- The Washington Times - Sunday, December 21, 2014

Cuba has proved to be a major division point between potential Republican presidential candidates Sen. Marco Rubio and Sen. Rand Paul, and the feud between the two continued to escalate Sunday.

Mr. Rubio, Florida Republican and a Cuban-American, has emerged as a leading critic of President Obama’s decision to repair diplomatic ties with Cuba and normalize relations with the communist island. Mr. Paul, on the other hand, supports the administration’s move; the Kentucky Republican believes greater economic cooperation with the U.S. will help, not hurt, the Cuban people.

In a potential preview of his 2016 strategy, Mr. Rubio on Sunday tried to directly tie Mr. Paul and Mr. Obama on foreign policy — a link that surely is harmful in a GOP primary election.

“First of all, Rand, if he wants to become the chief cheerleader of Obama’s foreign policy, he certainly has a right to do that,” Mr. Rubio said on ABC’s “This Week” on Sunday. “I’m going to continue to oppose the Obama-Paul foreign policy on Cuba, because I know it won’t lead to freedom and liberty for the Cuban people, which is my sole interest here.”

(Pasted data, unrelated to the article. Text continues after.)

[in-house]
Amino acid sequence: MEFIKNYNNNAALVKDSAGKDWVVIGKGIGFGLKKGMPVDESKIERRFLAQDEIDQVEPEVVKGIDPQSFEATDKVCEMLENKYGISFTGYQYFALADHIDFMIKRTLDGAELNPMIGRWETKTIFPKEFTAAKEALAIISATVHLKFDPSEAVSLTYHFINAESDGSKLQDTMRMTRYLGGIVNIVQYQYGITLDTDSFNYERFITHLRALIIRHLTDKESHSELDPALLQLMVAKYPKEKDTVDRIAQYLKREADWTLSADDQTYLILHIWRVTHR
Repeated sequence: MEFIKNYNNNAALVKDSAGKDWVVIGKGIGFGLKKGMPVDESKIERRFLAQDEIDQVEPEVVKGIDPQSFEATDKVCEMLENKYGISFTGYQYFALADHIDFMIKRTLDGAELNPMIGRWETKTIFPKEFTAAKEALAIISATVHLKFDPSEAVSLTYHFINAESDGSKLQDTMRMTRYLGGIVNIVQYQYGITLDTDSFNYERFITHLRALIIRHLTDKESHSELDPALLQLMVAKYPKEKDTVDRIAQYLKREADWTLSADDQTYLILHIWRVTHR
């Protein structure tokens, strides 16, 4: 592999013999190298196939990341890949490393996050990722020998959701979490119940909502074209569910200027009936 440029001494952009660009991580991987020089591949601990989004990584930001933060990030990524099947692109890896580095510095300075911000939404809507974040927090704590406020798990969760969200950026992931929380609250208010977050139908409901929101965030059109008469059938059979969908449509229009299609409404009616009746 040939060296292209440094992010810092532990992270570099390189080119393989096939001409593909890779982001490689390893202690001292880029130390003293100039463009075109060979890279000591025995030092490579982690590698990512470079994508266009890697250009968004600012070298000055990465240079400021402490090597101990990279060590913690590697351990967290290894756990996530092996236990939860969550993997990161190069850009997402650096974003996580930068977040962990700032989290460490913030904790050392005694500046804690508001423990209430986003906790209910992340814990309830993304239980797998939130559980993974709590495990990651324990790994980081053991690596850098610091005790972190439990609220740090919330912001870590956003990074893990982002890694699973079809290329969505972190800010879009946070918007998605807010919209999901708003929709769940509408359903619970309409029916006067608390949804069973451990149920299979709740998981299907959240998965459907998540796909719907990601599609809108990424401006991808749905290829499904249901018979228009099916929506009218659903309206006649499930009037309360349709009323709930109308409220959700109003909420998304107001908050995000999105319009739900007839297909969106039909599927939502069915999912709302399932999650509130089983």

On Twitter last week, Mr. Paul accused Mr. Rubio of supporting isolationism on Cuba.

Senator Marco Rubio is acting like an isolationist who wants to retreat to our borders and perhaps build a moat. I reject this isolationism,” Mr. Paul said.

Mr. Paul’s office responded in kind Sunday to Mr. Rubio’s allegations, saying the “Rubio-Obama foreign policy” has led to problems across the globe.

“With all due respect, Sen. Marco Rubio was captain of the GOP cheerleading team for Obama’s arming of Syrian rebels, bombing Libya, resulting in a jihadist wonderland, and illegally giving foreign aid to Egypt’s military government. The Rubio-Obama foreign policy has made the Middle East and North Africa less safe,” said Doug Stafford, senior advisor to Mr. Paul.

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